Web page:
“The thing I hate about an argument is that it always interrupts a discussion.”
~G.K. Chesterton

I actually hate this quote because it calls me out.

It reminds me that when I’ve chosen to argue, I’ve made a bad choice. And that I have a choice. It reminds me that when I dive into an argument with a colleague (or friend, or loved one), I have given up on having a discussion because the two can’t coexist.

I always counsel my clients to “get on the same side of a problem” with the people they’re in conflict with. “Get so that you’re both seeing the topic as a challenge you both need to solve, can solve, and commit to solve together,” I share. Seems like it’s time for me to take my own advice.

Because when I jump into an argument – when any of us jump into an argument – we are, by definition, not only on the opposite side of the problem from our opponent, but we have, with our argument, set ourselves and the other person as opponents. We’ve interrupted – and often terminated – our discussion.

How can I remember to pull back from an argument? How can I remember not to interrupt a discussion, especially when I really care about the topic? Even when I know I’m right and my colleague is wrong, or at least misguided. Even when I see the answer – blatantly staring me in the face – and I’m certain that my solution will be best for the team and the organization.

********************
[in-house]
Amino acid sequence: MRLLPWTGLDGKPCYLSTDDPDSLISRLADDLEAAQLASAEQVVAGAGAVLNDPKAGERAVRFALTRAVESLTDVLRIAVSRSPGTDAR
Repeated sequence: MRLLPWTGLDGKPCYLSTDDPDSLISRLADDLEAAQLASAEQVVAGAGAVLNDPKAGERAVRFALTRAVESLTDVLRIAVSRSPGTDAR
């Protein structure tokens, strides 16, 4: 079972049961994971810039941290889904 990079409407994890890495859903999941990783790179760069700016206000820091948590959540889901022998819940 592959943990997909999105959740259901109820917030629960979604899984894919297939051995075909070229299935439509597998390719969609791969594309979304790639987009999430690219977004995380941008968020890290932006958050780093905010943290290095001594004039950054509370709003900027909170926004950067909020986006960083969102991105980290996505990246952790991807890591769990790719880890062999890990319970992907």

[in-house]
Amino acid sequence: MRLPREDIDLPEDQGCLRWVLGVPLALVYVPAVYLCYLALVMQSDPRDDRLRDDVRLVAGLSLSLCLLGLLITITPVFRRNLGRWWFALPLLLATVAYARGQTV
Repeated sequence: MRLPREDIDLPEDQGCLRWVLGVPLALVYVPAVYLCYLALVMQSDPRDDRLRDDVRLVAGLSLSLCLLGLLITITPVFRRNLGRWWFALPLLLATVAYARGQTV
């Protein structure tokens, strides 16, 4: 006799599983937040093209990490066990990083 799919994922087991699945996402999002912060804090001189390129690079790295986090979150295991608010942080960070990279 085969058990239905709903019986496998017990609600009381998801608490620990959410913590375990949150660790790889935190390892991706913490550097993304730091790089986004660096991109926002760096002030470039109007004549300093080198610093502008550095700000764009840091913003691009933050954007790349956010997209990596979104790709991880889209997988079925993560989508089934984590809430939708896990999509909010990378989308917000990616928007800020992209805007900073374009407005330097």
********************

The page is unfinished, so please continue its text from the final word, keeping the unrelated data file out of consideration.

I need to pull back to try to understand their point of view and why they believe they’re right. I need to remember what I counsel – to try my hardest to stand in their shoes and get on the same side of the problem. Together. I need to aim to continue the discussion and not interrupt it with an argument. No matter how justified it seems in my mind.

How do you stay in discussion, and out of argument? Click here to comment.

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For support in staying in discussion, contact Lisa at lkohn@chatsworthconsulting.com.

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